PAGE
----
Wearing glasses children (easy read)
Easy read fact sheet on wearing glasses for children.
All children should have an eye test at least every year.
The person who tests your child’s eyes is called an optometrist.
We will call them an optician in this factsheet.
After an eye test the optician may say your child needs new glasses.
Your child might need glasses to see things close to them:
Reading and writing.
Using a computer, phone or tablet.
Your child might need glasses to see things further away:
Watching someone signing.
Going to the cinema or theatre.
Moving around safely.
Wearing the right glasses will help children see clearly.
Some people need to wear glasses all the time or just sometimes.
Your child’s optician will tell you why your child needs glasses.
They will give you a prescription which tells you about your child’s eyesight.
You can go to any optician to choose your child's glasses.
You need to take your child's prescription and voucher with you to the optician.
Your child may need 2 pairs of glasses.
Glasses for seeing things close to them, and glasses for seeing things further away.
To help you and your child remember which glasses are for which activities:
Your child could have different colour glasses.
Your child could have different colour glasses cases.
Your child could use stickers on the case to show what activities they are for.
There are different types of glasses to choose from.
Bifocals or varifocals are glasses that have special lenses.
The lenses will help your child see further away and close to them.
Your child can get glasses that help them see clearly that are also sunglasses.
Some glasses have lenses that go dark when the sun is out.
There are lots of frames that are very strong or very thin or flexible.
These frames might fit your child’s face better.
You should talk to a dispensing optician who will help you choose the right glasses.
Tell people who help and support your child about their eyesight.
They need to know what your child’s glasses are for.
You could write why your child wears glasses in their health action plan or personal records at home or school.
You may need to pay some money for your child's glasses.
Talk to the optician about the cost of your child's glasses.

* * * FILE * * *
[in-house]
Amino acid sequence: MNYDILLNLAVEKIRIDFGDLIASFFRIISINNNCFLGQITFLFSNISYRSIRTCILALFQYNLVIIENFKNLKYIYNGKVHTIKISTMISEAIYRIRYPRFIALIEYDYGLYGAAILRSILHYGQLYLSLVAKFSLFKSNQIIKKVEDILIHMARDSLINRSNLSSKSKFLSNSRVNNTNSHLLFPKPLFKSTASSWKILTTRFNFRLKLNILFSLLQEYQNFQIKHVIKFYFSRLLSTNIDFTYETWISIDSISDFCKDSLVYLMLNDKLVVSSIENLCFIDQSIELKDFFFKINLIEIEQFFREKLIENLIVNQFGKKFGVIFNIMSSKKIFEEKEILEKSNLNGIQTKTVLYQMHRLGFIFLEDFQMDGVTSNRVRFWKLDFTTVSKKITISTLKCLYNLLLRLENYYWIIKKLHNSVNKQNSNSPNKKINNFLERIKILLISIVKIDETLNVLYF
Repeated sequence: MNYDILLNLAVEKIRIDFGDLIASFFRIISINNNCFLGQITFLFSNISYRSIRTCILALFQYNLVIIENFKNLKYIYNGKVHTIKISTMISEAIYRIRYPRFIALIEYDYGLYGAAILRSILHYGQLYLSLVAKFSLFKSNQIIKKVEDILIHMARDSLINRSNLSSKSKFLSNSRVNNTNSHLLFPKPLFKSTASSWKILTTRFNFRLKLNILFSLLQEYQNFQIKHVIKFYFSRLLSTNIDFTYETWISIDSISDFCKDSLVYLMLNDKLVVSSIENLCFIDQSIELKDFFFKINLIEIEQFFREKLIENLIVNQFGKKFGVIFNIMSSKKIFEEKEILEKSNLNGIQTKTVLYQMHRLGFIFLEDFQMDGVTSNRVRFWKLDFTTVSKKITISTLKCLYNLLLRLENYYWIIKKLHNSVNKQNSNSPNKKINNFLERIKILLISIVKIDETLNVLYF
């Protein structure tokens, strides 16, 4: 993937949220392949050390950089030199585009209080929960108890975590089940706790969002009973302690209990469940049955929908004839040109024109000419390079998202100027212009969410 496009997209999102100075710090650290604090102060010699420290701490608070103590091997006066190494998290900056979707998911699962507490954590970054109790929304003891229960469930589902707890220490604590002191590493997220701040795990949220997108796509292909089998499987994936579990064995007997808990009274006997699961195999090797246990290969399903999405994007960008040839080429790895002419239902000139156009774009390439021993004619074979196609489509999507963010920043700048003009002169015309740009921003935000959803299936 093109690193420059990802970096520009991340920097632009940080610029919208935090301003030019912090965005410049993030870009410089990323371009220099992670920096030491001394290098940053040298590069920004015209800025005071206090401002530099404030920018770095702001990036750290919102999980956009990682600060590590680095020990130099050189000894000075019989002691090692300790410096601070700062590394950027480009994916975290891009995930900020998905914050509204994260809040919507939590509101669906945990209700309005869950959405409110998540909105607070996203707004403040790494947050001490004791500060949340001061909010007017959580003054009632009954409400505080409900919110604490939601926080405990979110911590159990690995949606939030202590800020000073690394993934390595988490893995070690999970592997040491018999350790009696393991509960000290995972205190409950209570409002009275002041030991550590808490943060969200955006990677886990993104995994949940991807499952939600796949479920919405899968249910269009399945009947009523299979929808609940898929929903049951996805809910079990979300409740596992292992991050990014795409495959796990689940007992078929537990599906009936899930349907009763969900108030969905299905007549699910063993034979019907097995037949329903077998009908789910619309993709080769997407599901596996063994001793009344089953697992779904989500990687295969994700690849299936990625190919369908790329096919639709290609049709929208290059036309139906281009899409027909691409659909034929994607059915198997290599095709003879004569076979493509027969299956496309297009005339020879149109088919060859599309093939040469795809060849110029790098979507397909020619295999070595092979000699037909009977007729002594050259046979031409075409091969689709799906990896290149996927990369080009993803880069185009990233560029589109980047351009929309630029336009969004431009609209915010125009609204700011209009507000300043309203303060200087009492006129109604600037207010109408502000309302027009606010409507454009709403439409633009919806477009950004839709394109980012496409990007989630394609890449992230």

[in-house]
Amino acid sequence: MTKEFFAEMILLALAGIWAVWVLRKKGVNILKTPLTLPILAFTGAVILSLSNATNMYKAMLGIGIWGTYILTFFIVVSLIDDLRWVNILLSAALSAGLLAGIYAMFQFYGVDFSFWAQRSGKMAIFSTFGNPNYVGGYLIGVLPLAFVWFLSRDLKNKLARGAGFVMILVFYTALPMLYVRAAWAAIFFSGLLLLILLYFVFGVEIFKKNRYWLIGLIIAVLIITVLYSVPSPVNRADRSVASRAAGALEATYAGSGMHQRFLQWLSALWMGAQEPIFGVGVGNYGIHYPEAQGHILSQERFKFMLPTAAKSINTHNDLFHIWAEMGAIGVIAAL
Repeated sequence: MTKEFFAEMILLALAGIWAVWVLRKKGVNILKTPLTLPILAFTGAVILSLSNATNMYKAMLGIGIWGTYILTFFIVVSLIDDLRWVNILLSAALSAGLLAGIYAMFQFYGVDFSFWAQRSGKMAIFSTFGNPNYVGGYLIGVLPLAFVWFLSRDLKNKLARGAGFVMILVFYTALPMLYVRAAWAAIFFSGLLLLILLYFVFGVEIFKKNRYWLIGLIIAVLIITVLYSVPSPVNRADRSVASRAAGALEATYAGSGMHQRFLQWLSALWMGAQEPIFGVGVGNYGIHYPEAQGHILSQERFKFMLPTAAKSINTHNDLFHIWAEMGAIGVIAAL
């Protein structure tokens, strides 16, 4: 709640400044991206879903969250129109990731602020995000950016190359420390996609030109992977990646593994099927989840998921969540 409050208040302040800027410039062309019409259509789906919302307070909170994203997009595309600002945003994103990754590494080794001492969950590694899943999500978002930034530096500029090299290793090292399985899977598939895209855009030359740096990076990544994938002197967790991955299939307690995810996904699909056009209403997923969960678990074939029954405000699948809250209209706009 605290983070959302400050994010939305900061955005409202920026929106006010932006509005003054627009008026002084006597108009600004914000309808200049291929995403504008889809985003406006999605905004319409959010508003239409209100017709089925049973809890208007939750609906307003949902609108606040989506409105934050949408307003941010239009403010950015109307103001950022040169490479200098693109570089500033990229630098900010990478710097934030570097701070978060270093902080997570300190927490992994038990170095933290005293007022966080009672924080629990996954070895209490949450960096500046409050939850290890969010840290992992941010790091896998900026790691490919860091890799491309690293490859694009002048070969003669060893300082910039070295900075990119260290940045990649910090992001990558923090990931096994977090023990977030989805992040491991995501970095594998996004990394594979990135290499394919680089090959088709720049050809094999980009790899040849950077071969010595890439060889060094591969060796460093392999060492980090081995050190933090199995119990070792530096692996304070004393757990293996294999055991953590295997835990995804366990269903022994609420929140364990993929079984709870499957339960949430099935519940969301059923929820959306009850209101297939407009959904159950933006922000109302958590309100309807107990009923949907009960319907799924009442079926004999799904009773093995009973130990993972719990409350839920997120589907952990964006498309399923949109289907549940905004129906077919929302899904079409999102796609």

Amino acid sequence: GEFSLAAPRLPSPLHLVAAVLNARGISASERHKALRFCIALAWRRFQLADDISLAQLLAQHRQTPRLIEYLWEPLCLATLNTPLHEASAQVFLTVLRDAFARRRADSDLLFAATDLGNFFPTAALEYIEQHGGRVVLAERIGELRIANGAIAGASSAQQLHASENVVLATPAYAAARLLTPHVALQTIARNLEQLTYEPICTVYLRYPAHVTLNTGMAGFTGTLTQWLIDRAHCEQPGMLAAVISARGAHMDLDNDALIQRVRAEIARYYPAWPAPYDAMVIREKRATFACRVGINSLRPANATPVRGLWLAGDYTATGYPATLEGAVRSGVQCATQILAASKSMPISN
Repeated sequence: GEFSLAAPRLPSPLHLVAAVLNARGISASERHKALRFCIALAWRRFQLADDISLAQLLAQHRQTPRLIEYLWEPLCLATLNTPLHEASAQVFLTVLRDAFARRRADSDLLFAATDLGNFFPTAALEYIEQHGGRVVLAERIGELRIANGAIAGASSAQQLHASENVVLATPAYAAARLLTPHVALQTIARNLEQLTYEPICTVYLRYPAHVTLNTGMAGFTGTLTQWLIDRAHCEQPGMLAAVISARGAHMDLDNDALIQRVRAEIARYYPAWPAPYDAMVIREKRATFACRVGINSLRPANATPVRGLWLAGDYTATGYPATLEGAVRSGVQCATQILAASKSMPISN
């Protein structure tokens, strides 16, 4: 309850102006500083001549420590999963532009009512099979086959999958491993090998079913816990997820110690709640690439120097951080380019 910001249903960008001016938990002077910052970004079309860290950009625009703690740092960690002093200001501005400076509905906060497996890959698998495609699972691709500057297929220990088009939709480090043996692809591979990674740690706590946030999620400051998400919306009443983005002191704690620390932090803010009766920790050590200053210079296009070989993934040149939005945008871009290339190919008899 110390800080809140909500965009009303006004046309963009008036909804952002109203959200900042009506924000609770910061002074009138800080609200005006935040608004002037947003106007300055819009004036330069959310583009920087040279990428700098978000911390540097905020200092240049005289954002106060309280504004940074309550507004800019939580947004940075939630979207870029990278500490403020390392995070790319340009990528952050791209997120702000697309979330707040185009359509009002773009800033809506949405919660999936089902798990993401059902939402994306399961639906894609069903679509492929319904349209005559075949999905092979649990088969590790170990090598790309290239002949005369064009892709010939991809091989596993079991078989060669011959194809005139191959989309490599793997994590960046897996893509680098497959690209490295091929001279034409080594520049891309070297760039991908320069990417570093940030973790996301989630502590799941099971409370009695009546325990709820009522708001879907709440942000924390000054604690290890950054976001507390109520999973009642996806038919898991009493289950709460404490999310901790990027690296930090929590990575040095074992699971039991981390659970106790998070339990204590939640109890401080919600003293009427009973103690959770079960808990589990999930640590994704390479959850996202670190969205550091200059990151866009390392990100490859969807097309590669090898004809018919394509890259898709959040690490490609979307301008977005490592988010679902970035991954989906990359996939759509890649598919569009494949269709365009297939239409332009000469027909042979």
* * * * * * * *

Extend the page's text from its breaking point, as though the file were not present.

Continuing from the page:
You will be able to get a voucher that makes your child's glasses cheaper or free.
The optician will make sure your child’s glasses fit well.
They will measure your child’s face to check the glasses fit well and are comfortable.
It may take a week or more for them to make the new glasses.
It can take time for your child to get used to their glasses.
Your child may need to practice wearing them for a short time each day before they are happy to wear them all the time.
They may need support from people to help them get used to their glasses.
Your child can have a strap for their glasses.
This stops their glasses falling off, getting lost or broken.
You can ask the optician if you can have your child’s name put on the glasses frame.
Your child should clean their glasses gently with the cloth in the glasses case every day or when you see they are dirty.
If your child’s glasses get very dirty, wash them carefully in warm soapy water then dry them with a glasses cloth.
Use the glasses case.
When your child takes their glasses off, keep them safe in the glasses case so they don’t get scratched or broken.
Tell your optician if your child’s glasses don't fit, are broken or uncomfortable.
Your child’s glasses can become loose, slip down their nose, or even fall off their face.
You can take the glasses back to the optician if they are uncomfortable or you need to get them fixed.
An optician will often do small repairs for free.
If you find that your child can’t see as well, things are blurred or they are screwing their eyes up to see with their glasses on, their eyesight may have changed.
It is important to book another eye test.
It might be time to get new glasses.